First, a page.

Thursday, July 25, 2013
Ah another book read amidst the excitement of volunteer work. This was written by Ralph D. Sawyer who is one of the most respected Chinese Military Historians in the world and it would seem with good reason. A previous work that I had read of his Seven Military Classics of Ancient China is utterly superb though it is mostly translation (albeit in the process of translation inevitably the translator becomes almost a second author). I won't go into particular detail about that book here but suffice to say it includes writings from not simply Sun Tzu (Sun Zi) but also from the T'ai Kung, Wu Qi and several other "Great Captains" of Chinese history.
I am not positive but I believe Pinyin was the latin alphabet style chosen for Seven Military Classics but for some reason a different type is utilized in Ancient Chinese Warfare. Having read and re-read Moss Roberts' Three Kingdoms translation and taken a few rudimentary Chinese courses I'm used to reading Pinyin which led to some confusion. Presumably almost anyone reading this book would be at least somewhat familiar with Pinyin which is definitely the dominant form utilized in China itself; as Chinese typing would show (you can even test this yourself using the alternate language features of Microsoft Office).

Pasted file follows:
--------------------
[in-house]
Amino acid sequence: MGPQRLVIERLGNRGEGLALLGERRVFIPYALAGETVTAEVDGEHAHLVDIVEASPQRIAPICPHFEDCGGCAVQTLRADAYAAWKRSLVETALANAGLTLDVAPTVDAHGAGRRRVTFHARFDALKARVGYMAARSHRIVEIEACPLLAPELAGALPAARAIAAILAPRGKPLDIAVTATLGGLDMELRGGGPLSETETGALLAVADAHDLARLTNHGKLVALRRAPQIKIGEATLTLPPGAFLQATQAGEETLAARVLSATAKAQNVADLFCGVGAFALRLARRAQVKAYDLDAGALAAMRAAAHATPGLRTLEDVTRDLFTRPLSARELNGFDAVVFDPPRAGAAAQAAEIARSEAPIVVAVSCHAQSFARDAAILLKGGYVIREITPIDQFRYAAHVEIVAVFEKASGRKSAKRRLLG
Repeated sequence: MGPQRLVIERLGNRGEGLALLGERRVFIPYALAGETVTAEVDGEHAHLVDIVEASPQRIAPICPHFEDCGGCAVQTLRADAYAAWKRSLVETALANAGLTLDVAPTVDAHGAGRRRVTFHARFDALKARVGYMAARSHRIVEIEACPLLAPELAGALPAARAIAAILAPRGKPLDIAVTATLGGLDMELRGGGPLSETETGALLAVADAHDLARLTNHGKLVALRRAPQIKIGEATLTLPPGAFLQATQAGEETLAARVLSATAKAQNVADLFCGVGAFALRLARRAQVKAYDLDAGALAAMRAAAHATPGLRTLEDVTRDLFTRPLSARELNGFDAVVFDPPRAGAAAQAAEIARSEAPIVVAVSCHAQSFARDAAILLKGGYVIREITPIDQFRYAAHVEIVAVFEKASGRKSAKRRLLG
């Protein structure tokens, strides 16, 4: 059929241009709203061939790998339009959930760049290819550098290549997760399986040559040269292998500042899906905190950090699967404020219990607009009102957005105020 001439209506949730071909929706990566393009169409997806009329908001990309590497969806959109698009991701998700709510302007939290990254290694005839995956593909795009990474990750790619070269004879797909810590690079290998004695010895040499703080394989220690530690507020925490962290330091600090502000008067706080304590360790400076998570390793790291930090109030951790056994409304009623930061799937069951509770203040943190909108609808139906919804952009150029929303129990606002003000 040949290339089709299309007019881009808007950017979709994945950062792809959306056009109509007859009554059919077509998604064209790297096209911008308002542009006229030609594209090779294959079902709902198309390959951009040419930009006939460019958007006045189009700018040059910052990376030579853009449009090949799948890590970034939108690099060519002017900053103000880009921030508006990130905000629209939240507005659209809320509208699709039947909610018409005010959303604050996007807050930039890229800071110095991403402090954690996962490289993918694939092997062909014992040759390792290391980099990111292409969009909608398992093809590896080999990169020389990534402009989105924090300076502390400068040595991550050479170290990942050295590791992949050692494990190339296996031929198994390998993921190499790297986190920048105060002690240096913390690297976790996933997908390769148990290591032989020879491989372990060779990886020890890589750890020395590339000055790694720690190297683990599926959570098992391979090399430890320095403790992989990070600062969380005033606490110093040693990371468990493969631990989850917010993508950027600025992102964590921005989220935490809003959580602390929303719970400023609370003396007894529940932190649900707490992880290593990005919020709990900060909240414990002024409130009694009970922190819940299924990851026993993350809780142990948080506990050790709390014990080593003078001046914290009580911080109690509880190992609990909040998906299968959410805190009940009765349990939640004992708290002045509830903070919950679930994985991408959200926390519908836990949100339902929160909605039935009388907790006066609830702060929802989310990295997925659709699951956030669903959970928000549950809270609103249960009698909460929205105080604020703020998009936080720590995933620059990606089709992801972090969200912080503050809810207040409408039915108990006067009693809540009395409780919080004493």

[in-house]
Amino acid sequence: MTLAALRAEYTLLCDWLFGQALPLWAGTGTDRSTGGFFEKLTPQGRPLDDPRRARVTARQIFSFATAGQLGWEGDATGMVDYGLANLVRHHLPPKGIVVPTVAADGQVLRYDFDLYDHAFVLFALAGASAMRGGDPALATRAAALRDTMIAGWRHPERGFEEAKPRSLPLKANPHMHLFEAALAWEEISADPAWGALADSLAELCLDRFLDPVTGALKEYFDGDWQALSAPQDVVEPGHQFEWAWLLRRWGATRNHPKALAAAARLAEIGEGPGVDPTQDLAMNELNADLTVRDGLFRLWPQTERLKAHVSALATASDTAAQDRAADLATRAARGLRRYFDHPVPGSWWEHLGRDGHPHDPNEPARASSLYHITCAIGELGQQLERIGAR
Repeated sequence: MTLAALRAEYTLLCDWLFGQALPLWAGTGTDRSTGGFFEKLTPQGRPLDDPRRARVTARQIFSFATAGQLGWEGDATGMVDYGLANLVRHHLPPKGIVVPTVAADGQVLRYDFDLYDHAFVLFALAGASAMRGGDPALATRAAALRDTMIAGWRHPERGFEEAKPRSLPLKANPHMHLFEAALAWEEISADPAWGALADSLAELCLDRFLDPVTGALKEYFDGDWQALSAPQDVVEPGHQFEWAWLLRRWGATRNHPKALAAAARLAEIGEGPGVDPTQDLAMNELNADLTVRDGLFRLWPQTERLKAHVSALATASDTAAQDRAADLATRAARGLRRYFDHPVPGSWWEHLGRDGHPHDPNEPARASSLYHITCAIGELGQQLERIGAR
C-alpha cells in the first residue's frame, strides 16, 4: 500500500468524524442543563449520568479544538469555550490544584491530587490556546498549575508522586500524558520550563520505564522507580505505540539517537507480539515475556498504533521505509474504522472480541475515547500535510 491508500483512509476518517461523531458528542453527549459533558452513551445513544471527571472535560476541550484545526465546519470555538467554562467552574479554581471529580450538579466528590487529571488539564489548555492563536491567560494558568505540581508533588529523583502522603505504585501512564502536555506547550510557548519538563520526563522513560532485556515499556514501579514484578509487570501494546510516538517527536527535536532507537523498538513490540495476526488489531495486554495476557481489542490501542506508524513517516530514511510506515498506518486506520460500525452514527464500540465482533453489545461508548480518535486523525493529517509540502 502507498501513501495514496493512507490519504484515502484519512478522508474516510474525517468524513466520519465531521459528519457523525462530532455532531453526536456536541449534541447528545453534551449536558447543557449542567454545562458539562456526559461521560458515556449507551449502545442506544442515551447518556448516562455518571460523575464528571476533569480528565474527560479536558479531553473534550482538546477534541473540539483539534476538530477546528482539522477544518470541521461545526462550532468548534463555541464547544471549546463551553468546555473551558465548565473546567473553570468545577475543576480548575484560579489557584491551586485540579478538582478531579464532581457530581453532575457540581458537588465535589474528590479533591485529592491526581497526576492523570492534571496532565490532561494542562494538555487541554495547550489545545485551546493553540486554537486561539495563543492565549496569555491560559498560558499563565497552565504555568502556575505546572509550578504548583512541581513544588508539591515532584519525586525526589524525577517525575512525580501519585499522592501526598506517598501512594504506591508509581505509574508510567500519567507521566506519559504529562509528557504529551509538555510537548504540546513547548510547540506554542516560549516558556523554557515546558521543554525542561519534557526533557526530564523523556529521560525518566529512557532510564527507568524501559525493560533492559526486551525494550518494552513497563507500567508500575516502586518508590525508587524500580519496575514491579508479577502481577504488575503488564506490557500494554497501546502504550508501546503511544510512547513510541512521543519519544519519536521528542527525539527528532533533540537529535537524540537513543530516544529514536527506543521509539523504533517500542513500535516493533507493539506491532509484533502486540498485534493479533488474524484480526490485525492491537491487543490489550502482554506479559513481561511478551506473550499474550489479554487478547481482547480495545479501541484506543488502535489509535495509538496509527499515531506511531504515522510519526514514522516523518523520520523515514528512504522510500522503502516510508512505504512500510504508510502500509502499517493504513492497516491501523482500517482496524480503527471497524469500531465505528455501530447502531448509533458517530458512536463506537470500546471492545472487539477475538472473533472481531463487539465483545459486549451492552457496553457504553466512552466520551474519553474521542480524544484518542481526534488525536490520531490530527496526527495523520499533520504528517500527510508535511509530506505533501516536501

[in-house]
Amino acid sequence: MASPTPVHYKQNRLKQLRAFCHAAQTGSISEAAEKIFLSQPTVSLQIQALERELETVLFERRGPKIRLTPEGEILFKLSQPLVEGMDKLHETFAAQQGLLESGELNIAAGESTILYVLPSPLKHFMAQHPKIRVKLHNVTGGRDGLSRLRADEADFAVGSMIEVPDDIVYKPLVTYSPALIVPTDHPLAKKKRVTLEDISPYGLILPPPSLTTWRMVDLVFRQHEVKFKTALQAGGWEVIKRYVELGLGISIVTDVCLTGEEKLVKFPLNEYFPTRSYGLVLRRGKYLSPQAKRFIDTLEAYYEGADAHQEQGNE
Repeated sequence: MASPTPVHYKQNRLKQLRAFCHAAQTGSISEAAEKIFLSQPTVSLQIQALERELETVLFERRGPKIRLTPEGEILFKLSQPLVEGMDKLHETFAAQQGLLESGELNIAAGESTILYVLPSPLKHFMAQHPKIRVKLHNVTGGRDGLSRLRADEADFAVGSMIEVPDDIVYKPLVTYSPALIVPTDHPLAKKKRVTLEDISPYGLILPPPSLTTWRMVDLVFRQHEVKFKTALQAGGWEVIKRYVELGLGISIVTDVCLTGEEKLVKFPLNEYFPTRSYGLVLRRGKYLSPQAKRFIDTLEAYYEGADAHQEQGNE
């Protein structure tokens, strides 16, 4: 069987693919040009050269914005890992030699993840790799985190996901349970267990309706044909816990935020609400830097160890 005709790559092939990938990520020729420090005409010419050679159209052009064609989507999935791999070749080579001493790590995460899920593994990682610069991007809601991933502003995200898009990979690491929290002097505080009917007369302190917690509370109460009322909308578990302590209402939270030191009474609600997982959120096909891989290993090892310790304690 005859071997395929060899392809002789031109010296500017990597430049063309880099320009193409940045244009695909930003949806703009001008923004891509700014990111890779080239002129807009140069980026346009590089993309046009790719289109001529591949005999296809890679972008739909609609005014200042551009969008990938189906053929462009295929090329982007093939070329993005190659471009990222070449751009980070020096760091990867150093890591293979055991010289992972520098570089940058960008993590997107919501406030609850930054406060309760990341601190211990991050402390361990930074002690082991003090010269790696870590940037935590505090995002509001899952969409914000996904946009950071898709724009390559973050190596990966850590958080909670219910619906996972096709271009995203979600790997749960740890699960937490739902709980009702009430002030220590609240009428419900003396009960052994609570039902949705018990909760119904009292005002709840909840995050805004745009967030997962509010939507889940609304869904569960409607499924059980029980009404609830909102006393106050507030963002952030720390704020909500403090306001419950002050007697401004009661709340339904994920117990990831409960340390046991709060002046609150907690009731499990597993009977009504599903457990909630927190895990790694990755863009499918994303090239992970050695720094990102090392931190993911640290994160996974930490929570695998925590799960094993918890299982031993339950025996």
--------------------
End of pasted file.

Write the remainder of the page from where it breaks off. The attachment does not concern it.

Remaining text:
Ancient Chinese Warfare is a fairly interesting book covering an enormous span of history in just a few hundred pages; this inevitably leads to some glossing over of various periods and of course the admittance that not much is fundamentally known about the era apart from assorted legends. The Yellow Emperor and such Three Kingdoms-mentioned examples as "Yao yielding to Shun" are referenced and Sawyer does at least attempt to justify how such a myth would come into being, be it a pure fiction based on history or a fictionalized version of a historical persona. I was most interested in these aspects of the book, those sections that dared to assert different ideas and theories; but the book does not consist entirely of these.